Published Oct 29, 2007Alter Ego are the longstanding duo of German techno veterans Roman Flügel and Jörn Elling Wuttke. Although the pair have been recording together since 1994, as Alter Ego and under aliases such as Acid Jesus, Sensorama and a host of others, it wasnt until the release of their massive 2004 single "Rocker that they managed to brand themselves upon this decades club circuit in any major way, earning themselves a strong run of remixes in the process. In many ways, the barebones simplicity of "Rocker, with its electro underpinnings and heavier-than-thou synth lines, helped push the lector house movement into more mainstream clubs. But the rest of Transphormer, its accompanying album, didnt match that singles heights. Three years later, Alter Ego return with Why Not?!, an album intent on rectifying that discrepancy. Though the leadoff single of the same name matches the energetic architecture of "Rocker beat for beat, its the ten remaining tracks that surpass the overly noodly experiments that marred much of Transphormer. Alter Ego has, this time, opted to make an entire album of rockers, a move that pays off. This duo excel at skeletal blasts of mechanical power. On Why Not?!, this results in an album boiling over with rushes; its a sure-fire pleaser for anyone chasing a techno high. And a welcome return to form.
What do you look for in a track youre remixing and where do you want to take it?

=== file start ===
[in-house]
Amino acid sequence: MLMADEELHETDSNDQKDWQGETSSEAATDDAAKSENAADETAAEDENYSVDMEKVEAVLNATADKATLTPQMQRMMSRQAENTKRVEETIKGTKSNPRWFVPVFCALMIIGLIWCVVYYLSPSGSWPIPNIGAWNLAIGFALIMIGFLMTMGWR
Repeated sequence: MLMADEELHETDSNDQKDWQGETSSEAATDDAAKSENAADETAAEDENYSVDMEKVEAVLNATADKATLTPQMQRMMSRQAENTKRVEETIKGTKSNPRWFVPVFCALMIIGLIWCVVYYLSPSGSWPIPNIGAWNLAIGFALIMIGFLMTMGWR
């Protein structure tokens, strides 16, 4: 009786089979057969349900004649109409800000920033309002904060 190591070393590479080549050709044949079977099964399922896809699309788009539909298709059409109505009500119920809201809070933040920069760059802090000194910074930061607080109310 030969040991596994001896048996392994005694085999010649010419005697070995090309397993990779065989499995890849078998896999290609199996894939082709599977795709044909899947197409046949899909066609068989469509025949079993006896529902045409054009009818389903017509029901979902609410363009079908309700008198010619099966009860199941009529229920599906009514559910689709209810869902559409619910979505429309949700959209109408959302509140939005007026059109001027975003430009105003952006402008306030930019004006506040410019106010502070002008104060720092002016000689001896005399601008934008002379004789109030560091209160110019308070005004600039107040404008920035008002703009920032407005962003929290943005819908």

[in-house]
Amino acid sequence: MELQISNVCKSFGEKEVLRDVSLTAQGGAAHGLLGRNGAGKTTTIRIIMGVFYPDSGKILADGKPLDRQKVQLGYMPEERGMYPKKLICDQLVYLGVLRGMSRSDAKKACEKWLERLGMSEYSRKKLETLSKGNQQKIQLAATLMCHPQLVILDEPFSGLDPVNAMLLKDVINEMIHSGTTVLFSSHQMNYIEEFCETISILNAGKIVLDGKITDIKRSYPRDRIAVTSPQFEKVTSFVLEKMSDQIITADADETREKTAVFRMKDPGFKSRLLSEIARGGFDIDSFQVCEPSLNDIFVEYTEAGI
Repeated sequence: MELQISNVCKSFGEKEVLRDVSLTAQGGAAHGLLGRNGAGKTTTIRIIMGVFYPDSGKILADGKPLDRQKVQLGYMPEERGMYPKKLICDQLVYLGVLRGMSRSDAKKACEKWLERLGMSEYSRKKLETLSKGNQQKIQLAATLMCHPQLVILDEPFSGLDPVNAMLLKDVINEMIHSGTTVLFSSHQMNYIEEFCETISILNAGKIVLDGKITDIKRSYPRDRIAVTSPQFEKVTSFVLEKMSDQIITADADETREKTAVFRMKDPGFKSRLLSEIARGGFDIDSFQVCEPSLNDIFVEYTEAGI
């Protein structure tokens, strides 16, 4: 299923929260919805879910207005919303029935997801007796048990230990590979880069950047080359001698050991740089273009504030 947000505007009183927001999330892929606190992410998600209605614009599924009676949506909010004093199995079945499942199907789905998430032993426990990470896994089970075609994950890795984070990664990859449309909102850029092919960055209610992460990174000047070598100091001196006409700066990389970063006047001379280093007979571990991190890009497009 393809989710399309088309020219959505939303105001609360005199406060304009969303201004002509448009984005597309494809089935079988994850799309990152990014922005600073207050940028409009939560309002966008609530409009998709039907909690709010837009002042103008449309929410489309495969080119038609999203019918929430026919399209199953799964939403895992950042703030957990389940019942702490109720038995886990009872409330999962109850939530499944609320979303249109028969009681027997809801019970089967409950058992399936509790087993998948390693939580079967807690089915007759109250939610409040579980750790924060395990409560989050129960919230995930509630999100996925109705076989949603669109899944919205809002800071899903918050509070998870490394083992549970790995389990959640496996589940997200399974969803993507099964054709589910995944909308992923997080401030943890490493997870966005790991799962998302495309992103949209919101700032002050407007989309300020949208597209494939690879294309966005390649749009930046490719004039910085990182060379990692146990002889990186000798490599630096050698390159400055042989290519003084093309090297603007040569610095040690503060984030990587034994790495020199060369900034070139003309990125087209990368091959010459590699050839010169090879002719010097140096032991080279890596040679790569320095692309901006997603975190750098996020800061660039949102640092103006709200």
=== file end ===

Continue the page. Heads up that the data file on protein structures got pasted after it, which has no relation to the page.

Flügel: The most interesting remixes are those with a great vocal in the original. We had this for example with our works for the Human League, Pet Shop Boys or Depeche Mode. Its a big challenge to work with such vocalists when theres hardly a chance to make them sing on your own music. Its always important to merge the basic ideas of the original into the Alter Ego cosmos. Then we try to intensify what we think is important to the track.
"Rocker was huge for Alter Ego. Were there any reservations about trying to follow it up?
Sure, it gives you some pressure. Its hard to not disappoint yourself when youre voraciously looking for a follow-up. "Rocker was huge but it was never planned to become that big, and we wont complain if we have another hit. It came out of nowhere in the studio because we did not want to fit into a certain pattern of how techno should sound. That is still the most important thing: surprising ourselves during our work and not ending up as a cliché. (Klang)